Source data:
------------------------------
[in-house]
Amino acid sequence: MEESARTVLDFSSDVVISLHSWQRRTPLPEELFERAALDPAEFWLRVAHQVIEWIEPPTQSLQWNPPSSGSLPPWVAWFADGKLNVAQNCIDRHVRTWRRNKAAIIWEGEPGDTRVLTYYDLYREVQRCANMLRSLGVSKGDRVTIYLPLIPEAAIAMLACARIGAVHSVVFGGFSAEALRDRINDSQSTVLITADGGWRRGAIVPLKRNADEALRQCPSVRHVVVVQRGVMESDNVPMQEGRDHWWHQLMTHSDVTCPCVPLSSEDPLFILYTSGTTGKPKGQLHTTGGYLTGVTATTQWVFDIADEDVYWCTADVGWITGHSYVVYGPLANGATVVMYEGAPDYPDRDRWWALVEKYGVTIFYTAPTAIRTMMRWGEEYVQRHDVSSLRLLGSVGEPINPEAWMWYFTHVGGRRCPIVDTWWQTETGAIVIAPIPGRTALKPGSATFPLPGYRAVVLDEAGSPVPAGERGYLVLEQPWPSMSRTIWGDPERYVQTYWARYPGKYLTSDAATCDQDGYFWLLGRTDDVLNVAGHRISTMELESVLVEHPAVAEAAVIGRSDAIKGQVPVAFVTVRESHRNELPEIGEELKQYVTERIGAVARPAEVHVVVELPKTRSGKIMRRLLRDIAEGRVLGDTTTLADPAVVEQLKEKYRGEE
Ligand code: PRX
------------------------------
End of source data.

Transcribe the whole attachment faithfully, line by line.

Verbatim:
[in-house]
Amino acid sequence: MEESARTVLDFSSDVVISLHSWQRRTPLPEELFERAALDPAEFWLRVAHQVIEWIEPPTQSLQWNPPSSGSLPPWVAWFADGKLNVAQNCIDRHVRTWRRNKAAIIWEGEPGDTRVLTYYDLYREVQRCANMLRSLGVSKGDRVTIYLPLIPEAAIAMLACARIGAVHSVVFGGFSAEALRDRINDSQSTVLITADGGWRRGAIVPLKRNADEALRQCPSVRHVVVVQRGVMESDNVPMQEGRDHWWHQLMTHSDVTCPCVPLSSEDPLFILYTSGTTGKPKGQLHTTGGYLTGVTATTQWVFDIADEDVYWCTADVGWITGHSYVVYGPLANGATVVMYEGAPDYPDRDRWWALVEKYGVTIFYTAPTAIRTMMRWGEEYVQRHDVSSLRLLGSVGEPINPEAWMWYFTHVGGRRCPIVDTWWQTETGAIVIAPIPGRTALKPGSATFPLPGYRAVVLDEAGSPVPAGERGYLVLEQPWPSMSRTIWGDPERYVQTYWARYPGKYLTSDAATCDQDGYFWLLGRTDDVLNVAGHRISTMELESVLVEHPAVAEAAVIGRSDAIKGQVPVAFVTVRESHRNELPEIGEELKQYVTERIGAVARPAEVHVVVELPKTRSGKIMRRLLRDIAEGRVLGDTTTLADPAVVEQLKEKYRGEE
Ligand code: PRX